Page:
Possibly as a result of the lack of underground stolons, a high level of aerial tuber formation was observed in the StCCD8-RNAi lines. The buds from the aerial tubers exhibited a low degree of dormancy and produced sprouts as the aerial tubers were developing, not only from the apical bud, but also from axillary buds, indicating a total loss of apical dominance in the aerial tubers. It has been demonstrated recently that potato tubers exhibit apical dominance behaviour that is very similar to that of other stems (Roumeliotis et al., 2012; Teper-Bamnolker et al., 2012). Shoot apical dominance and branching regulation are thought to involve three long-range hormonal signals – auxin, SLs and CKs, although the details of their interaction remain to be fully clarified. Recent advances have described how CKs and SLs interact to impact on bud outgrowth (Dun et al., 2012). Evidently, the perturbation of StCCD8 expression and, by implication, the SL level has a dramatic effect on tuber apical dominance. Recently, it has been demonstrated that TCP transcription factors act downstream of SLs to control shoot branching (Braun et al., 2012; Dun et al., 2012). Expression of the StCCD8 gene was high in dormant buds, but its expression level decreased on treatment with hormones known to cause release from dormancy. This pattern of expression is consistent with a role for SLs in the regulation of TCP expression, which, in turn, may control the activation status of the meristem. In root samples, there was a small, but significant, decrease in StTCP-1 expression in StCCD8-RNAi lines, similar to the decrease in transcript level of the pea TCP transcription factor PbBRC1 in the pea rms1 mutant (Braun et al., 2012; Fig. 8). StCCD8-RNAi tubers exhibited a lower degree of tuber dormancy compared with parental controls and empty vector lines – typically sprout growth to > 0.3 cm was observed in 100% of the RNAi tubers, whereas 100% of controls remained fully dormant. Perhaps the observed lack of expression of StCCD8 in the DM potato may indicate that alleles of CCD8 that are not expressed are relatively common in potato germplasm. Conceivably, these alleles have been retained during domestication as they might confer low tuber dormancy, important when rapid tuber growth cycles are required. However, the low levels of StCCD8 expression in DM may be a result of other factors that regulate CCD8 expression (Mashiguchi et al., 2009), and a genetic investigation of the co-segregation of the phenotype and specific CCD8 alleles will be required to substantiate this hypothesis.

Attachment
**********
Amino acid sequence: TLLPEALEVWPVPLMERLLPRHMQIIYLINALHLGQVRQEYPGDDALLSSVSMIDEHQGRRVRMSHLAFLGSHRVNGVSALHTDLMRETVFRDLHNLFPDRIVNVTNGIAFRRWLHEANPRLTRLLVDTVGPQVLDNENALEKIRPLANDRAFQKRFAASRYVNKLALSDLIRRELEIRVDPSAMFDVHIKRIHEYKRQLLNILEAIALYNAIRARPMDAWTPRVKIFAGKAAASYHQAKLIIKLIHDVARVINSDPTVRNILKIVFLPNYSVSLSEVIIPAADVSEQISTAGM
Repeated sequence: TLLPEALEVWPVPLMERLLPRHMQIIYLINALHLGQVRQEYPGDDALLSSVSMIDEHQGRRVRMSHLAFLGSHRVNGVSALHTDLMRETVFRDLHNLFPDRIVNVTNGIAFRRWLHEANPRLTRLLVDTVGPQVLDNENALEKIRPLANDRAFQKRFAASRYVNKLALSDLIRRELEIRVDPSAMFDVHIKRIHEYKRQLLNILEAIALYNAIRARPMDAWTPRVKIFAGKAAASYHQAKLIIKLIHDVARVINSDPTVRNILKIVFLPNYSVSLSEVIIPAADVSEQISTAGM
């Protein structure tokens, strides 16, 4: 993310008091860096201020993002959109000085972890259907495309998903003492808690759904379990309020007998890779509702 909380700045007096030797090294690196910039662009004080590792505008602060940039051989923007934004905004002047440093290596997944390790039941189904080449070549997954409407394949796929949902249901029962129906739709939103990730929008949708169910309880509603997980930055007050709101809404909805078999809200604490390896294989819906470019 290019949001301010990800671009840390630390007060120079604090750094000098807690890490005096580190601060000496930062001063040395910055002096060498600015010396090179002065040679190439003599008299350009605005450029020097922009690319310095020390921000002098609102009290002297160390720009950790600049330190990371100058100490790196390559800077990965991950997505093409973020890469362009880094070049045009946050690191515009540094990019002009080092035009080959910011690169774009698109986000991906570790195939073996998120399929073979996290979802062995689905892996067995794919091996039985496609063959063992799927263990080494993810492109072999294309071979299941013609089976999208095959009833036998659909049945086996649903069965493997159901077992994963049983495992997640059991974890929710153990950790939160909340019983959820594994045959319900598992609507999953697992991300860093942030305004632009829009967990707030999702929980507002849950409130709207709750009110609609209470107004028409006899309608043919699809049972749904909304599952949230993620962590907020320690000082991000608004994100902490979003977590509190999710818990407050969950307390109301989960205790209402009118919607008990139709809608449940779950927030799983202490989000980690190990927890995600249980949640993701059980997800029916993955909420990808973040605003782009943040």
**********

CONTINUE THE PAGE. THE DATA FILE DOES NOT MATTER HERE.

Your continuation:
SLs affect GA3-induced sprout release